Some excerpts from the article: “For Rachel Carson admirers, it has not been a silent spring. They’ve been celebrating the centennial of her birthday with paeans to her saintliness. A new generation is reading her book in school — and mostly learning the wrong lesson from it……
If students are going to read “Silent Spring” in science classes, I wish it were paired with another work from that same year, 1962, titled “Chemicals and Pests.” It was a review of “Silent Spring” in the journal Science written by I. L. Baldwin, a professor of agricultural bacteriology at the University of Wisconsin.He didn’t have Ms. Carson’s literary flair, but his science has held up much better………….
Ms. Carson used dubious statistics and anecdotes (like the improbable story of a woman who instantly developed cancer after spraying her basement with DDT) to warn of a cancer epidemic that never came to pass……..
Ms. Carson presented DDT as a dangerous human carcinogen, but Dr. Baldwin said the question was open and noted that most scientists “feel that the danger of damage is slight.” He acknowledged that pesticides were sometimes badly misused, but he also quoted an adage: “There are no harmless chemicals, only harmless use of chemicals.”……
She cited scary figures showing a recent rise in deaths from cancer, but she didn’t consider one of the chief causes: fewer people were dying at young ages from other diseases (including the malaria that persisted in the American South until DDT). When that longevity factor as well as the impact of smoking are removed, the cancer death rate was falling in the decade before “Silent Spring,” and it kept falling in the rest of the century. Why weren’t all of the new poisons killing people? An important clue emerged in the 1980s when the biochemist Bruce Ames tested thousands of chemicals and found that natural compounds were as likely to be carcinogenic as synthetic ones. Dr. Ames found that 99.99 percent of the carcinogens in our diet were natural, which doesn’t mean that we are being poisoned by the natural pesticides in spinach and lettuce. We ingest most carcinogens, natural or synthetic, in such small quantities that they don’t hurt us. Dosage matters, not whether a chemical is natural, just as Dr. Baldwin realized.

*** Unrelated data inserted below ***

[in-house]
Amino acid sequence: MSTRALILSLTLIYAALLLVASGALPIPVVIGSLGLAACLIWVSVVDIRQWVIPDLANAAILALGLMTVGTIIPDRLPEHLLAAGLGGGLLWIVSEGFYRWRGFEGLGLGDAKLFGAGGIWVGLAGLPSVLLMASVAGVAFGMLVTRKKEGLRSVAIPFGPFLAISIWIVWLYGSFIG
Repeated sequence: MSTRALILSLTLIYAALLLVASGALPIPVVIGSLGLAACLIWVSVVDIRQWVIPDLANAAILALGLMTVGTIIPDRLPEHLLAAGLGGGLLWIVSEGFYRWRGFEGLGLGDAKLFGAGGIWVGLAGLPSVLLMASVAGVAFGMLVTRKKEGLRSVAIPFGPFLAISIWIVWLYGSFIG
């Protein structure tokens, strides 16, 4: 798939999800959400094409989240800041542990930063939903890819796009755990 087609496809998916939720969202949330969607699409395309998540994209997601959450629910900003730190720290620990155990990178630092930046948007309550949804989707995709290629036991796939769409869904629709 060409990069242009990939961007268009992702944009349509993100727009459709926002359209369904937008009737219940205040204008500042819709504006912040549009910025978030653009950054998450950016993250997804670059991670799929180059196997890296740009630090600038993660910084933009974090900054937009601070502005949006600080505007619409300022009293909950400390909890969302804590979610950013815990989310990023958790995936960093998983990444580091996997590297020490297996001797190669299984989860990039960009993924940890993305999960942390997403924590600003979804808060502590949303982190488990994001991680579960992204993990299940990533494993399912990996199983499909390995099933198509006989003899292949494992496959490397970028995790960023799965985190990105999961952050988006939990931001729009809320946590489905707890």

But scientists like him were no match for Ms. Carson’s rhetoric. DDT became taboo even though there wasn’t evidence that it was carcinogenic (and subsequent studies repeatedly failed to prove harm to humans). It’s often asserted that the severe restrictions on DDT and other pesticides were justified in rich countries like America simply to protect wildlife. But even that is debatable (see http://www.tierneylab.com/), and in any case, the chemophobia inspired by Ms. Carson’s book has been harmful in various ways. The obsession with eliminating minute risks from synthetic chemicals has wasted vast sums of money: environmental experts complain that the billions spent cleaning up Superfund sites would be better spent on more serious dangers.
The human costs have been horrific in the poor countries where malaria returned after DDT spraying was abandoned. Malariologists have made a little headway recently in restoring this weapon against the disease, but they’ve had to fight against Ms. Carson’s disciples who still divide the world into good and bad chemicals, with DDT in their fearsome “dirty dozen.” “


Artist: Alan Dunn The New Yorker 29 Apr 1950

p.s. DDT is not going away. Read A New Home for DDT by DONALD ROBERTS (NYT August 20, 2007) here